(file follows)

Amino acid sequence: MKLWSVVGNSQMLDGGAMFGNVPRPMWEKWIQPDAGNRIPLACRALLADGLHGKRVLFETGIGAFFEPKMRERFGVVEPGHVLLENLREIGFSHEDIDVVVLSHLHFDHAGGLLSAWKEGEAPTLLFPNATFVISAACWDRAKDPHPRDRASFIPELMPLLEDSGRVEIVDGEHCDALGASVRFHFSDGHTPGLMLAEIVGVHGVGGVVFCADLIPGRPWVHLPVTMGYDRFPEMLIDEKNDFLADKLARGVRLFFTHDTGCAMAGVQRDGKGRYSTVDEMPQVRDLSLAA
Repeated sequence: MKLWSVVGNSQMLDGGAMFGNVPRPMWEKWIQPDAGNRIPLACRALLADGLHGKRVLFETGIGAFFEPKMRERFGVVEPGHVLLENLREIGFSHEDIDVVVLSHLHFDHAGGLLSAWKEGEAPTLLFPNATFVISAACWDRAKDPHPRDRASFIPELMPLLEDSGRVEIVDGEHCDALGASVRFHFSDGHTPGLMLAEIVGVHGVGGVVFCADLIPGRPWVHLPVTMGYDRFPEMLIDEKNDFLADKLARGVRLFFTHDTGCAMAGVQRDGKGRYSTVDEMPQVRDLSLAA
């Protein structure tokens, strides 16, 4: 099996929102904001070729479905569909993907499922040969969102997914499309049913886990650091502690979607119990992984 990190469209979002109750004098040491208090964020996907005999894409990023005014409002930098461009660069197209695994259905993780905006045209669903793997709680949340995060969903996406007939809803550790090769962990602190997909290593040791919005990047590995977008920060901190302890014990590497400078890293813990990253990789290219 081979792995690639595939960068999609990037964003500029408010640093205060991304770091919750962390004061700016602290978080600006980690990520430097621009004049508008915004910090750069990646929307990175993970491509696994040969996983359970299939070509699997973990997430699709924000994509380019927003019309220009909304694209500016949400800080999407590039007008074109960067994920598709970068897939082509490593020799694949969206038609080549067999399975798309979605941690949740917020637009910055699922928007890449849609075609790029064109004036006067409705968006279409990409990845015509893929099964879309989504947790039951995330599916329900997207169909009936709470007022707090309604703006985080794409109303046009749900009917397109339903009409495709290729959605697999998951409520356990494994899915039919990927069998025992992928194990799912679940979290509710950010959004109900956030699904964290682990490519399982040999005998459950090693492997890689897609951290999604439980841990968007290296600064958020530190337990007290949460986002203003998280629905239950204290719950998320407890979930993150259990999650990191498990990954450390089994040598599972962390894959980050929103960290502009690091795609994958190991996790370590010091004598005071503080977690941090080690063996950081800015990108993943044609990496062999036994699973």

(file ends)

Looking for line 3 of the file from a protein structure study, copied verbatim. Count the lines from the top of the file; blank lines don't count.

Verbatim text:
């Protein structure tokens, strides 16, 4: 099996929102904001070729479905569909993907499922040969969102997914499309049913886990650091502690979607119990992984 990190469209979002109750004098040491208090964020996907005999894409990023005014409002930098461009660069197209695994259905993780905006045209669903793997709680949340995060969903996406007939809803550790090769962990602190997909290593040791919005990047590995977008920060901190302890014990590497400078890293813990990253990789290219 081979792995690639595939960068999609990037964003500029408010640093205060991304770091919750962390004061700016602290978080600006980690990520430097621009004049508008915004910090750069990646929307990175993970491509696994040969996983359970299939070509699997973990997430699709924000994509380019927003019309220009909304694209500016949400800080999407590039007008074109960067994920598709970068897939082509490593020799694949969206038609080549067999399975798309979605941690949740917020637009910055699922928007890449849609075609790029064109004036006067409705968006279409990409990845015509893929099964879309989504947790039951995330599916329900997207169909009936709470007022707090309604703006985080794409109303046009749900009917397109339903009409495709290729959605697999998951409520356990494994899915039919990927069998025992992928194990799912679940979290509710950010959004109900956030699904964290682990490519399982040999005998459950090693492997890689897609951290999604439980841990968007290296600064958020530190337990007290949460986002203003998280629905239950204290719950998320407890979930993150259990999650990191498990990954450390089994040598599972962390894959980050929103960290502009690091795609994958190991996790370590010091004598005071503080977690941090080690063996950081800015990108993943044609990496062999036994699973």